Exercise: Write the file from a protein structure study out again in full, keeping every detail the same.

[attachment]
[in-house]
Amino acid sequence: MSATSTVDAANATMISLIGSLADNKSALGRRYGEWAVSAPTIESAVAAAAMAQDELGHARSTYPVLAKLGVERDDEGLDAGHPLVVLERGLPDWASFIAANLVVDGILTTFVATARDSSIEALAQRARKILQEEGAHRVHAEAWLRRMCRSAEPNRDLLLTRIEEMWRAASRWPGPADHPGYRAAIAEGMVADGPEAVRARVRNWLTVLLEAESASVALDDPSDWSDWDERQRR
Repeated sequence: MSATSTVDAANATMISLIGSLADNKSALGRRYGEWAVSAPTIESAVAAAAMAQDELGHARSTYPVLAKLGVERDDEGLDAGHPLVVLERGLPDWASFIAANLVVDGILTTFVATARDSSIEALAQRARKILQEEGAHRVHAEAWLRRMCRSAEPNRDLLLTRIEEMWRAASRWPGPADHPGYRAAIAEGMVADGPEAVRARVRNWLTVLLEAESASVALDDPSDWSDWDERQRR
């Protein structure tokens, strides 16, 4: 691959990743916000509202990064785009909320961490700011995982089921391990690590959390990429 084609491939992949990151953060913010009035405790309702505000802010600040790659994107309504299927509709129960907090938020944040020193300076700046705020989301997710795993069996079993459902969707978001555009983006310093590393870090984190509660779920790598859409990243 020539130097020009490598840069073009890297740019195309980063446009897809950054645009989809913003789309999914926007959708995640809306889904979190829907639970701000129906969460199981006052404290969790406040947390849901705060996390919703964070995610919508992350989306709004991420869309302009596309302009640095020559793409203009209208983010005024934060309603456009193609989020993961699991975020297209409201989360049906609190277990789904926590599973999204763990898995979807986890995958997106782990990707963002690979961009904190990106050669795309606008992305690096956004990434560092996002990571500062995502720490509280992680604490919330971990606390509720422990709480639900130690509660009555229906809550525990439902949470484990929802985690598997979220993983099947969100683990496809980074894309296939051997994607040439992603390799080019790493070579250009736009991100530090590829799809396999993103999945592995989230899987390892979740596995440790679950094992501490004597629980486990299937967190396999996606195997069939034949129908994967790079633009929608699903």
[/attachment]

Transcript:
[in-house]
Amino acid sequence: MSATSTVDAANATMISLIGSLADNKSALGRRYGEWAVSAPTIESAVAAAAMAQDELGHARSTYPVLAKLGVERDDEGLDAGHPLVVLERGLPDWASFIAANLVVDGILTTFVATARDSSIEALAQRARKILQEEGAHRVHAEAWLRRMCRSAEPNRDLLLTRIEEMWRAASRWPGPADHPGYRAAIAEGMVADGPEAVRARVRNWLTVLLEAESASVALDDPSDWSDWDERQRR
Repeated sequence: MSATSTVDAANATMISLIGSLADNKSALGRRYGEWAVSAPTIESAVAAAAMAQDELGHARSTYPVLAKLGVERDDEGLDAGHPLVVLERGLPDWASFIAANLVVDGILTTFVATARDSSIEALAQRARKILQEEGAHRVHAEAWLRRMCRSAEPNRDLLLTRIEEMWRAASRWPGPADHPGYRAAIAEGMVADGPEAVRARVRNWLTVLLEAESASVALDDPSDWSDWDERQRR
């Protein structure tokens, strides 16, 4: 691959990743916000509202990064785009909320961490700011995982089921391990690590959390990429 084609491939992949990151953060913010009035405790309702505000802010600040790659994107309504299927509709129960907090938020944040020193300076700046705020989301997710795993069996079993459902969707978001555009983006310093590393870090984190509660779920790598859409990243 020539130097020009490598840069073009890297740019195309980063446009897809950054645009989809913003789309999914926007959708995640809306889904979190829907639970701000129906969460199981006052404290969790406040947390849901705060996390919703964070995610919508992350989306709004991420869309302009596309302009640095020559793409203009209208983010005024934060309603456009193609989020993961699991975020297209409201989360049906609190277990789904926590599973999204763990898995979807986890995958997106782990990707963002690979961009904190990106050669795309606008992305690096956004990434560092996002990571500062995502720490509280992680604490919330971990606390509720422990709480639900130690509660009555229906809550525990439902949470484990929802985690598997979220993983099947969100683990496809980074894309296939051997994607040439992603390799080019790493070579250009736009991100530090590829799809396999993103999945592995989230899987390892979740596995440790679950094992501490004597629980486990299937967190396999996606195997069939034949129908994967790079633009929608699903």